“Please, can you tell me, can I make it to the city center?” The man shook his head. “All the public transport is closed and we cannot drive into there. Anywhere you want to go, you must walk.”

“So, what is the closest hostel.” He shrugged his shoulders helplessly. “I only know our hostels.”

I pulled out my LP and pointed to one that did not look that far away. “Ah, yes!” He took out a map and drew the route. Before I left, I asked him why all this was happening and upon hearing his urging to be careful, nodded grimly.

I walked toward the front door, noticing that most of the people had left and swallowed hard. I walked purposefully in what I hoped was the right direction, stopping to ask two girls just to be sure.

I was surprised at the number of people out on the streets. Many were walking toward the center, like I was, girls done up in makeup and holding onto the arms of their boyfriends, smoking cigarettes, and youths dressed in black, looking like they wanted to fight.

As I neared my turn, two younger men walked toward me, carrying the flag. Behind them, a group was singing patriotic songs. Shit. I put my head down and avoided eye contact, knowing that Americans would not be appreciated in a time such as this. They gave me a suspicious look, but let me pass without incident. I let out the breath I did not realize I had been holding.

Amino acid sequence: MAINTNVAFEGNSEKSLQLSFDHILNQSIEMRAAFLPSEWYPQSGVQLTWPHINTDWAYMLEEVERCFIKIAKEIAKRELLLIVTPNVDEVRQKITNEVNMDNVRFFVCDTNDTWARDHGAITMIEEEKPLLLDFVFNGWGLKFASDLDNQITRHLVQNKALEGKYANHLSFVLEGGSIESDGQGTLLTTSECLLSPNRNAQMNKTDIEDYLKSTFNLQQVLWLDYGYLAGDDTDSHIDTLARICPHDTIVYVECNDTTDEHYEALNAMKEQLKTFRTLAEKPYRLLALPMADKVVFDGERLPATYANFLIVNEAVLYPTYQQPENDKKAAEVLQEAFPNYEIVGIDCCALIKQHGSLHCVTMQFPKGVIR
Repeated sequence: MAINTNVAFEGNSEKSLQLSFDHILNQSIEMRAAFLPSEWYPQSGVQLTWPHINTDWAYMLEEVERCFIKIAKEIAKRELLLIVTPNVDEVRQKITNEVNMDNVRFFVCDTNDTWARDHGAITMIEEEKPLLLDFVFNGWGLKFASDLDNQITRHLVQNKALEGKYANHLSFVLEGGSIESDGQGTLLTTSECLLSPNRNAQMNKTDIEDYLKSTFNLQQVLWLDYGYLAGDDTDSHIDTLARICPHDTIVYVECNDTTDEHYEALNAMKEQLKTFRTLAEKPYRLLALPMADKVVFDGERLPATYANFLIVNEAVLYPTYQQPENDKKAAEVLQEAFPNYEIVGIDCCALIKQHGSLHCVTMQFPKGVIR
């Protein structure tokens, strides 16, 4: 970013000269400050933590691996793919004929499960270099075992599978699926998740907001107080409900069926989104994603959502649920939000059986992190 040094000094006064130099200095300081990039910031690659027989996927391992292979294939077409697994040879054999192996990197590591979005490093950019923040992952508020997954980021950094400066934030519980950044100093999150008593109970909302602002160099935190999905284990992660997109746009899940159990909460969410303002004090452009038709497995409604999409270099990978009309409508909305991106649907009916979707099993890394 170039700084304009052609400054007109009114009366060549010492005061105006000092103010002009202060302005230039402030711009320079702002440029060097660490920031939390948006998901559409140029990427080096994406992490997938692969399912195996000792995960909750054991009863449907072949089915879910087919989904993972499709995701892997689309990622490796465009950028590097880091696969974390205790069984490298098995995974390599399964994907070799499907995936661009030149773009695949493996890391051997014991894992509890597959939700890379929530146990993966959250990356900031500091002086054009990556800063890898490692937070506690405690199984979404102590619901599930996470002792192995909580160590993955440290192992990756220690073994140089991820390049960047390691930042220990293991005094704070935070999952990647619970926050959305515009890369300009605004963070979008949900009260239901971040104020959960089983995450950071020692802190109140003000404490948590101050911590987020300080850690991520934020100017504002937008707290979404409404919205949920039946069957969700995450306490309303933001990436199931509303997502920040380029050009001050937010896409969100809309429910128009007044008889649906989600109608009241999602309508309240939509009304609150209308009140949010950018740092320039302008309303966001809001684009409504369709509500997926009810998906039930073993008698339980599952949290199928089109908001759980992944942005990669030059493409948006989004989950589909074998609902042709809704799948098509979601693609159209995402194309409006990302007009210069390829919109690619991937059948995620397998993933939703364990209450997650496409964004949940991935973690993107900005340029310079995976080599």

After a few wrong turns and poorly lit signage, I made it to the Aquarium Hostel. I had not stopped to get money, figuring that any hostel with any common sense would understand why I arrived empty handed.

Finding my spot in the dorm with three other people, all of whom were absent, I wandered out to ask the hostel worker where the problems were taking place. He pointed at the tv and down the street. “There are two spots – one is half a kilometer down the street. This is the most dangerous road in the city. The other is right underneath our other hostel. People are watching from the windows.” I thanked him and asked for directions to a nearby bank and food.

I headed out, walking toward the crowds. At an intersection, I could see smoke rising up from 200 meters away. I turned back, and went to the hostel to grab my camera.